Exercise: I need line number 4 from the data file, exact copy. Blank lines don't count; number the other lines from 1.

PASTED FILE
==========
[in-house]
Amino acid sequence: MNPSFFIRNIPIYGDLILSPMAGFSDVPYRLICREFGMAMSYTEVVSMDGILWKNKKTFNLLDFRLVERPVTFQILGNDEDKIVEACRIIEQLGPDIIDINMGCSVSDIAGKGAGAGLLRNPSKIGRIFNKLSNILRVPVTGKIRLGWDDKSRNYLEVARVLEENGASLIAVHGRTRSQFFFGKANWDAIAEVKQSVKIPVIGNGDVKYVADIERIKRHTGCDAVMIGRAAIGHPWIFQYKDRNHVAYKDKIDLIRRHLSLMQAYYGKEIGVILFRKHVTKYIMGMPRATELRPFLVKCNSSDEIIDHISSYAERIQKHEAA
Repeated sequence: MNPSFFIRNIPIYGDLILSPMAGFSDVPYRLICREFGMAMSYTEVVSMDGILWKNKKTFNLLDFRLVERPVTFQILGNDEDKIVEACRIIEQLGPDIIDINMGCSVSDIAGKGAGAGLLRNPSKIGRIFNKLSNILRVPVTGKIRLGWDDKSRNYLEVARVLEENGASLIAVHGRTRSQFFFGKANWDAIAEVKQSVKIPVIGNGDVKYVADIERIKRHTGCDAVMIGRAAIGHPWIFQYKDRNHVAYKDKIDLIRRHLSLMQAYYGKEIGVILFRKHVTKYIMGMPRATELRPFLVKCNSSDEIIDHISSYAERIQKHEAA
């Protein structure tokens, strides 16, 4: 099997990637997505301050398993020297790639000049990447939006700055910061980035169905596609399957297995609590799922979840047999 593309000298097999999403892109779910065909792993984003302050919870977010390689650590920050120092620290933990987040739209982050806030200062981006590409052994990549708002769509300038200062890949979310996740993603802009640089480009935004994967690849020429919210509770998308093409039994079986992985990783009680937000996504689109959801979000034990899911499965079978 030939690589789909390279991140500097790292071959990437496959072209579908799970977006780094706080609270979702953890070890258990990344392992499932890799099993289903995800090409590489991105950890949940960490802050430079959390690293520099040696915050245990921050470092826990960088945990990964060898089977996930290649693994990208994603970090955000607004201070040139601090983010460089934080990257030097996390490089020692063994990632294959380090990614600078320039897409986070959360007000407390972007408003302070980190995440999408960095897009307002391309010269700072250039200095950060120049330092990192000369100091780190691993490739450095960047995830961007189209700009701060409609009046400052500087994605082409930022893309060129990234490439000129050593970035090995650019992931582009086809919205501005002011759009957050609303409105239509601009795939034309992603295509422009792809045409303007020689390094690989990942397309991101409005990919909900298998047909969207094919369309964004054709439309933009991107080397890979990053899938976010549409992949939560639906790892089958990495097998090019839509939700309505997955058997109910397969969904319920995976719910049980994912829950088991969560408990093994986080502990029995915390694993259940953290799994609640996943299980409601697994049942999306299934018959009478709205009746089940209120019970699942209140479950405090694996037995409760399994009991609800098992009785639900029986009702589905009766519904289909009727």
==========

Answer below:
């Protein structure tokens, strides 16, 4: 099997990637997505301050398993020297790639000049990447939006700055910061980035169905596609399957297995609590799922979840047999 593309000298097999999403892109779910065909792993984003302050919870977010390689650590920050120092620290933990987040739209982050806030200062981006590409052994990549708002769509300038200062890949979310996740993603802009640089480009935004994967690849020429919210509770998308093409039994079986992985990783009680937000996504689109959801979000034990899911499965079978 030939690589789909390279991140500097790292071959990437496959072209579908799970977006780094706080609270979702953890070890258990990344392992499932890799099993289903995800090409590489991105950890949940960490802050430079959390690293520099040696915050245990921050470092826990960088945990990964060898089977996930290649693994990208994603970090955000607004201070040139601090983010460089934080990257030097996390490089020692063994990632294959380090990614600078320039897409986070959360007000407390972007408003302070980190995440999408960095897009307002391309010269700072250039200095950060120049330092990192000369100091780190691993490739450095960047995830961007189209700009701060409609009046400052500087994605082409930022893309060129990234490439000129050593970035090995650019992931582009086809919205501005002011759009957050609303409105239509601009795939034309992603295509422009792809045409303007020689390094690989990942397309991101409005990919909900298998047909969207094919369309964004054709439309933009991107080397890979990053899938976010549409992949939560639906790892089958990495097998090019839509939700309505997955058997109910397969969904319920995976719910049980994912829950088991969560408990093994986080502990029995915390694993259940953290799994609640996943299980409601697994049942999306299934018959009478709205009746089940209120019970699942209140479950405090694996037995409760399994009991609800098992009785639900029986009702589905009766519904289909009727």